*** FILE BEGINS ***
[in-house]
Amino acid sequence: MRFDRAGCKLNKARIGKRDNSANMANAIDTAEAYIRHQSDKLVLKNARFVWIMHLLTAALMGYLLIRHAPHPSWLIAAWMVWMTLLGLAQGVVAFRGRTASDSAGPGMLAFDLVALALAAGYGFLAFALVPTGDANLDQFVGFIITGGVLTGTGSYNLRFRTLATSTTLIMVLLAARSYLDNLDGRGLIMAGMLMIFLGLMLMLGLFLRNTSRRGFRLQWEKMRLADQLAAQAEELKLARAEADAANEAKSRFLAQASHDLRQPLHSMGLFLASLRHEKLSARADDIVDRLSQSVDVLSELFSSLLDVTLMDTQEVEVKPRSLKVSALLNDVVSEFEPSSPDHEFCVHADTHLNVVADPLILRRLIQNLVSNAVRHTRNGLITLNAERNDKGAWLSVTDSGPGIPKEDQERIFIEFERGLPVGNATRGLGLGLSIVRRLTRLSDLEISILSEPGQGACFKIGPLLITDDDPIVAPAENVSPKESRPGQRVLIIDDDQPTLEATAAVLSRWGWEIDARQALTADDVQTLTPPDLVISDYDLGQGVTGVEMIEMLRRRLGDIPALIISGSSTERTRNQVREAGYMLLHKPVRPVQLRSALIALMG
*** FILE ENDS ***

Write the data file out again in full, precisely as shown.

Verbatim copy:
[in-house]
Amino acid sequence: MRFDRAGCKLNKARIGKRDNSANMANAIDTAEAYIRHQSDKLVLKNARFVWIMHLLTAALMGYLLIRHAPHPSWLIAAWMVWMTLLGLAQGVVAFRGRTASDSAGPGMLAFDLVALALAAGYGFLAFALVPTGDANLDQFVGFIITGGVLTGTGSYNLRFRTLATSTTLIMVLLAARSYLDNLDGRGLIMAGMLMIFLGLMLMLGLFLRNTSRRGFRLQWEKMRLADQLAAQAEELKLARAEADAANEAKSRFLAQASHDLRQPLHSMGLFLASLRHEKLSARADDIVDRLSQSVDVLSELFSSLLDVTLMDTQEVEVKPRSLKVSALLNDVVSEFEPSSPDHEFCVHADTHLNVVADPLILRRLIQNLVSNAVRHTRNGLITLNAERNDKGAWLSVTDSGPGIPKEDQERIFIEFERGLPVGNATRGLGLGLSIVRRLTRLSDLEISILSEPGQGACFKIGPLLITDDDPIVAPAENVSPKESRPGQRVLIIDDDQPTLEATAAVLSRWGWEIDARQALTADDVQTLTPPDLVISDYDLGQGVTGVEMIEMLRRRLGDIPALIISGSSTERTRNQVREAGYMLLHKPVRPVQLRSALIALMG